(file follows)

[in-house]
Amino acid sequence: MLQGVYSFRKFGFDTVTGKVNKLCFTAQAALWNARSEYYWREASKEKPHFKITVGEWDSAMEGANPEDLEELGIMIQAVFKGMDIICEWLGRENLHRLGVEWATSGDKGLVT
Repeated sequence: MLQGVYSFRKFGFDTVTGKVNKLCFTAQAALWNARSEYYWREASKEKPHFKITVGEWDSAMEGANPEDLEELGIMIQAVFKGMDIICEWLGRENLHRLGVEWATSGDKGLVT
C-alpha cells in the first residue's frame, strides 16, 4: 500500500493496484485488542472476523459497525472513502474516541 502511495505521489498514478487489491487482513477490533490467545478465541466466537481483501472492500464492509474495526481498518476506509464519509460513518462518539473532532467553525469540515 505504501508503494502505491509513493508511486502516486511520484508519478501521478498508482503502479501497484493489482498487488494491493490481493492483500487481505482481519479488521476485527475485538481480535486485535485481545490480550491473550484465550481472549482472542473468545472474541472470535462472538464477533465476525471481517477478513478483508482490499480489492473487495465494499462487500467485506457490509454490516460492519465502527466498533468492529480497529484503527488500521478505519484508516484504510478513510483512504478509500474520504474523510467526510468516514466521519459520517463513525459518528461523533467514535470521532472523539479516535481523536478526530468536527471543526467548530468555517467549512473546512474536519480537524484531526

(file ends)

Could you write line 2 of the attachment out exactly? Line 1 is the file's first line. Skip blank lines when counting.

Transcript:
Amino acid sequence: MLQGVYSFRKFGFDTVTGKVNKLCFTAQAALWNARSEYYWREASKEKPHFKITVGEWDSAMEGANPEDLEELGIMIQAVFKGMDIICEWLGRENLHRLGVEWATSGDKGLVT